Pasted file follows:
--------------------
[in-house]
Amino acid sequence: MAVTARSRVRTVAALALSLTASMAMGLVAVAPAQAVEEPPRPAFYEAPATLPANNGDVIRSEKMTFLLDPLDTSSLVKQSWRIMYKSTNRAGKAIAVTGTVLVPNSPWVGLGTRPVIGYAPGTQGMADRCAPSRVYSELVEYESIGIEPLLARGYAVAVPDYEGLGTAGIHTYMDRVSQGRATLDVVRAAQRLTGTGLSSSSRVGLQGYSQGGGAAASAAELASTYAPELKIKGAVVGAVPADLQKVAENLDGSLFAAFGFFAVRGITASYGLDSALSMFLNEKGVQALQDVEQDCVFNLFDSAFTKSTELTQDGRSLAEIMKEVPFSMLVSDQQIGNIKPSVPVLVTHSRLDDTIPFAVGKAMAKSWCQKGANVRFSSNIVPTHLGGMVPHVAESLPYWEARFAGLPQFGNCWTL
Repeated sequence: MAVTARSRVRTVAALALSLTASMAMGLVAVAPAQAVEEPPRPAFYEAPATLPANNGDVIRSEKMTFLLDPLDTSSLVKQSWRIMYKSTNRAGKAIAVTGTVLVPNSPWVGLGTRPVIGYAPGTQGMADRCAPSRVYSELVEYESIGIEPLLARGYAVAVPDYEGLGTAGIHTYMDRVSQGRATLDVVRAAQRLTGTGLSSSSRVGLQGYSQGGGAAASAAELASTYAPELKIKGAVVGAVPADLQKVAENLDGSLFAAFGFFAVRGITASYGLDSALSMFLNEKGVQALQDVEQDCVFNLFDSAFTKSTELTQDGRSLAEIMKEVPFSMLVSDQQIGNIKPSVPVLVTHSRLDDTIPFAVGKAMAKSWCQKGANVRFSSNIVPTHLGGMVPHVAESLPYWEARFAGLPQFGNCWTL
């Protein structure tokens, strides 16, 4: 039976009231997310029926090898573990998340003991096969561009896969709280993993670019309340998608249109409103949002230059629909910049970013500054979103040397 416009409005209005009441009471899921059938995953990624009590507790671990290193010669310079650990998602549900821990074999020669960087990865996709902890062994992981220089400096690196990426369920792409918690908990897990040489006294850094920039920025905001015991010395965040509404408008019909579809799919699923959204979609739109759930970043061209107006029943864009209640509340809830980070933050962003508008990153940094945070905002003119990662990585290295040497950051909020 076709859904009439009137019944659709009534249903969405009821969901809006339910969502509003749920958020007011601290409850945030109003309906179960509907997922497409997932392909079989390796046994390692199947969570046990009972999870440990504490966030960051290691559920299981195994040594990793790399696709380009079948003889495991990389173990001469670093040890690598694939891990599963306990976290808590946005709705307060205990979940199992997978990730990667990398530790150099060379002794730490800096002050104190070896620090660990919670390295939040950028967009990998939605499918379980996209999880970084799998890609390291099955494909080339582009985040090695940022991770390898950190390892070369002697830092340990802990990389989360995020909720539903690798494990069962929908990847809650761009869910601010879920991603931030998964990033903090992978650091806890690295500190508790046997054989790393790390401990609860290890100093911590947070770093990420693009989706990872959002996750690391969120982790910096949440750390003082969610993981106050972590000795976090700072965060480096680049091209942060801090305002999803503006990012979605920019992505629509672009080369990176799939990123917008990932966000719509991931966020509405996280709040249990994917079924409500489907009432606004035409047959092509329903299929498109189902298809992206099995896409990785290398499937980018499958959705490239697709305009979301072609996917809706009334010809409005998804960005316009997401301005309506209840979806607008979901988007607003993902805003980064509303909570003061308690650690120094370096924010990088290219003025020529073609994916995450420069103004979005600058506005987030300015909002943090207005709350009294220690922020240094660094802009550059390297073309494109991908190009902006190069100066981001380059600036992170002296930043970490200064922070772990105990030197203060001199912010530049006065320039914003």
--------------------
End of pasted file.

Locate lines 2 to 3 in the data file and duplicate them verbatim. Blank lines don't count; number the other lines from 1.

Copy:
Amino acid sequence: MAVTARSRVRTVAALALSLTASMAMGLVAVAPAQAVEEPPRPAFYEAPATLPANNGDVIRSEKMTFLLDPLDTSSLVKQSWRIMYKSTNRAGKAIAVTGTVLVPNSPWVGLGTRPVIGYAPGTQGMADRCAPSRVYSELVEYESIGIEPLLARGYAVAVPDYEGLGTAGIHTYMDRVSQGRATLDVVRAAQRLTGTGLSSSSRVGLQGYSQGGGAAASAAELASTYAPELKIKGAVVGAVPADLQKVAENLDGSLFAAFGFFAVRGITASYGLDSALSMFLNEKGVQALQDVEQDCVFNLFDSAFTKSTELTQDGRSLAEIMKEVPFSMLVSDQQIGNIKPSVPVLVTHSRLDDTIPFAVGKAMAKSWCQKGANVRFSSNIVPTHLGGMVPHVAESLPYWEARFAGLPQFGNCWTL
Repeated sequence: MAVTARSRVRTVAALALSLTASMAMGLVAVAPAQAVEEPPRPAFYEAPATLPANNGDVIRSEKMTFLLDPLDTSSLVKQSWRIMYKSTNRAGKAIAVTGTVLVPNSPWVGLGTRPVIGYAPGTQGMADRCAPSRVYSELVEYESIGIEPLLARGYAVAVPDYEGLGTAGIHTYMDRVSQGRATLDVVRAAQRLTGTGLSSSSRVGLQGYSQGGGAAASAAELASTYAPELKIKGAVVGAVPADLQKVAENLDGSLFAAFGFFAVRGITASYGLDSALSMFLNEKGVQALQDVEQDCVFNLFDSAFTKSTELTQDGRSLAEIMKEVPFSMLVSDQQIGNIKPSVPVLVTHSRLDDTIPFAVGKAMAKSWCQKGANVRFSSNIVPTHLGGMVPHVAESLPYWEARFAGLPQFGNCWTL